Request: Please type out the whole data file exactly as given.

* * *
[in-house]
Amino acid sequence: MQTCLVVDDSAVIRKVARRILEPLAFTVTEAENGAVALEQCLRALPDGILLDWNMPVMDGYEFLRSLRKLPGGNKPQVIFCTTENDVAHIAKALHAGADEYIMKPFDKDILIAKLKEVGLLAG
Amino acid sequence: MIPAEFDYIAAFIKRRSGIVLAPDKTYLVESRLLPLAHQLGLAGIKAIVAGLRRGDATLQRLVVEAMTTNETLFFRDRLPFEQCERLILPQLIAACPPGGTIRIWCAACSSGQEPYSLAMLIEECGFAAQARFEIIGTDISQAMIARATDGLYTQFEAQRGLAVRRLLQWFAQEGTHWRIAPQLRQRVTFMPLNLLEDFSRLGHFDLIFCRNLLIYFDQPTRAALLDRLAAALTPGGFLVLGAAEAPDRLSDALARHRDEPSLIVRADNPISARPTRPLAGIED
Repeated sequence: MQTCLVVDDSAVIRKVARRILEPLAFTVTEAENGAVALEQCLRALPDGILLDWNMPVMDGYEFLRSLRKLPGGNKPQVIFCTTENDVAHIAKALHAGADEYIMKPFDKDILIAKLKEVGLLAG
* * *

[in-house]
Amino acid sequence: MQTCLVVDDSAVIRKVARRILEPLAFTVTEAENGAVALEQCLRALPDGILLDWNMPVMDGYEFLRSLRKLPGGNKPQVIFCTTENDVAHIAKALHAGADEYIMKPFDKDILIAKLKEVGLLAG
Amino acid sequence: MIPAEFDYIAAFIKRRSGIVLAPDKTYLVESRLLPLAHQLGLAGIKAIVAGLRRGDATLQRLVVEAMTTNETLFFRDRLPFEQCERLILPQLIAACPPGGTIRIWCAACSSGQEPYSLAMLIEECGFAAQARFEIIGTDISQAMIARATDGLYTQFEAQRGLAVRRLLQWFAQEGTHWRIAPQLRQRVTFMPLNLLEDFSRLGHFDLIFCRNLLIYFDQPTRAALLDRLAAALTPGGFLVLGAAEAPDRLSDALARHRDEPSLIVRADNPISARPTRPLAGIED
Repeated sequence: MQTCLVVDDSAVIRKVARRILEPLAFTVTEAENGAVALEQCLRALPDGILLDWNMPVMDGYEFLRSLRKLPGGNKPQVIFCTTENDVAHIAKALHAGADEYIMKPFDKDILIAKLKEVGLLAG